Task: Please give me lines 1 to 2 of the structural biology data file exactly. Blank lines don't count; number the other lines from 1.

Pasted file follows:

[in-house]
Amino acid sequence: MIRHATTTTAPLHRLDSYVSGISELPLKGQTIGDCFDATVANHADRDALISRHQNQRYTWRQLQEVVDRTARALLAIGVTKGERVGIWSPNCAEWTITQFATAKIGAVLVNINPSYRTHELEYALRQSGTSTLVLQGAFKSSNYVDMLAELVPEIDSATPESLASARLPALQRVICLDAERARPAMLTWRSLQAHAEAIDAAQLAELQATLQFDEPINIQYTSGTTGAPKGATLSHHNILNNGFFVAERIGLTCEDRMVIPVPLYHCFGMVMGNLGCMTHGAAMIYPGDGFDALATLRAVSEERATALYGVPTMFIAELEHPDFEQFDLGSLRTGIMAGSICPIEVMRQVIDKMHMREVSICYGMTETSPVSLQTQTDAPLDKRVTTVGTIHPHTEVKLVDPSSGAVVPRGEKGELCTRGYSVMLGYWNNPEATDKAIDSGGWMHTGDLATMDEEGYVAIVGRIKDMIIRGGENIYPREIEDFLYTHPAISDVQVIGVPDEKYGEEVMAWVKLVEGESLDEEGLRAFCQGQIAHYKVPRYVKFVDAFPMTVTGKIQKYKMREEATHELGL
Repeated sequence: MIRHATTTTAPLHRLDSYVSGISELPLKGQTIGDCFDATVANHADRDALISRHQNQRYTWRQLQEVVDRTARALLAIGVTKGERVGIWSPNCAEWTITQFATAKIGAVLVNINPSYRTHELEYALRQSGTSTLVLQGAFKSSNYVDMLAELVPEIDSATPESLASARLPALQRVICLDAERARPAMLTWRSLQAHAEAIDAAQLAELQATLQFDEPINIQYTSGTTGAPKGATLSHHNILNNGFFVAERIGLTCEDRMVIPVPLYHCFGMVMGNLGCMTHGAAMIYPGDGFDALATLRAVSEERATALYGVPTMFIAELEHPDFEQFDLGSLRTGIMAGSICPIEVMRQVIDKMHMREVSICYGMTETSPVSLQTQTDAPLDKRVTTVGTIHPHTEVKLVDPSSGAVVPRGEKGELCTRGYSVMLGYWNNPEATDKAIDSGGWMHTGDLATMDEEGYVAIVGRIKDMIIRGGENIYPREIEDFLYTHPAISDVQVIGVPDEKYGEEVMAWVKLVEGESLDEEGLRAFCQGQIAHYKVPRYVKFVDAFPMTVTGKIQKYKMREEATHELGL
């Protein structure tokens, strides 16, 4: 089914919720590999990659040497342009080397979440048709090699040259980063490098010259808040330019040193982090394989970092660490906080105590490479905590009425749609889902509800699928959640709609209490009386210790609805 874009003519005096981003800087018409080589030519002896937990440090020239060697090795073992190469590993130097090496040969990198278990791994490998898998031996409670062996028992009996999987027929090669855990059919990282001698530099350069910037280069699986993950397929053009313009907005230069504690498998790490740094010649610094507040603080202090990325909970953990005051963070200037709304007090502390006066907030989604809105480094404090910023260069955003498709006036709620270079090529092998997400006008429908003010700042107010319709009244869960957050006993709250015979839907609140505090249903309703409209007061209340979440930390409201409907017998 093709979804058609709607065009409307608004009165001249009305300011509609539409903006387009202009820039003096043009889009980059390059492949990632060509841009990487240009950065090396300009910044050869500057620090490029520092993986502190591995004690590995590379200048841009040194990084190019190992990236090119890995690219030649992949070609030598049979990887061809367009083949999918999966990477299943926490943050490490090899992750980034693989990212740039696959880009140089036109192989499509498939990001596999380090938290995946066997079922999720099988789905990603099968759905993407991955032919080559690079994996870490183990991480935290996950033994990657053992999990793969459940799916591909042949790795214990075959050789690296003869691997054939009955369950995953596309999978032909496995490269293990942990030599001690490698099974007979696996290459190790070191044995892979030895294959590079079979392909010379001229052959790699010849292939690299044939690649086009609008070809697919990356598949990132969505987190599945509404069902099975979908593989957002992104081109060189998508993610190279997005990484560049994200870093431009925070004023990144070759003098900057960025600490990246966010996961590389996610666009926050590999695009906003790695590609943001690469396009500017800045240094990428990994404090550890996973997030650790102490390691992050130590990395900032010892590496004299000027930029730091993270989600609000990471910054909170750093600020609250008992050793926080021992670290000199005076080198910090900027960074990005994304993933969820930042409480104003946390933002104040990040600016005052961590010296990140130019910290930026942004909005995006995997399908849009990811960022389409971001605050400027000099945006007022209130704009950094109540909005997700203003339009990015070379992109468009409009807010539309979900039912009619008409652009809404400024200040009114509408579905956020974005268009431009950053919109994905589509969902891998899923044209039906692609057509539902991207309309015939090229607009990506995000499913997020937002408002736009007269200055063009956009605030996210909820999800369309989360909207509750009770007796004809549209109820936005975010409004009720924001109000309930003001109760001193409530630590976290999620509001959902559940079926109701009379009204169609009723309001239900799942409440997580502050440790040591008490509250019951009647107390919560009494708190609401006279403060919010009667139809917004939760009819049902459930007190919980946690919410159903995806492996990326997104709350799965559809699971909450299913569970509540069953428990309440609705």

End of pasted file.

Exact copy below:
[in-house]
Amino acid sequence: MIRHATTTTAPLHRLDSYVSGISELPLKGQTIGDCFDATVANHADRDALISRHQNQRYTWRQLQEVVDRTARALLAIGVTKGERVGIWSPNCAEWTITQFATAKIGAVLVNINPSYRTHELEYALRQSGTSTLVLQGAFKSSNYVDMLAELVPEIDSATPESLASARLPALQRVICLDAERARPAMLTWRSLQAHAEAIDAAQLAELQATLQFDEPINIQYTSGTTGAPKGATLSHHNILNNGFFVAERIGLTCEDRMVIPVPLYHCFGMVMGNLGCMTHGAAMIYPGDGFDALATLRAVSEERATALYGVPTMFIAELEHPDFEQFDLGSLRTGIMAGSICPIEVMRQVIDKMHMREVSICYGMTETSPVSLQTQTDAPLDKRVTTVGTIHPHTEVKLVDPSSGAVVPRGEKGELCTRGYSVMLGYWNNPEATDKAIDSGGWMHTGDLATMDEEGYVAIVGRIKDMIIRGGENIYPREIEDFLYTHPAISDVQVIGVPDEKYGEEVMAWVKLVEGESLDEEGLRAFCQGQIAHYKVPRYVKFVDAFPMTVTGKIQKYKMREEATHELGL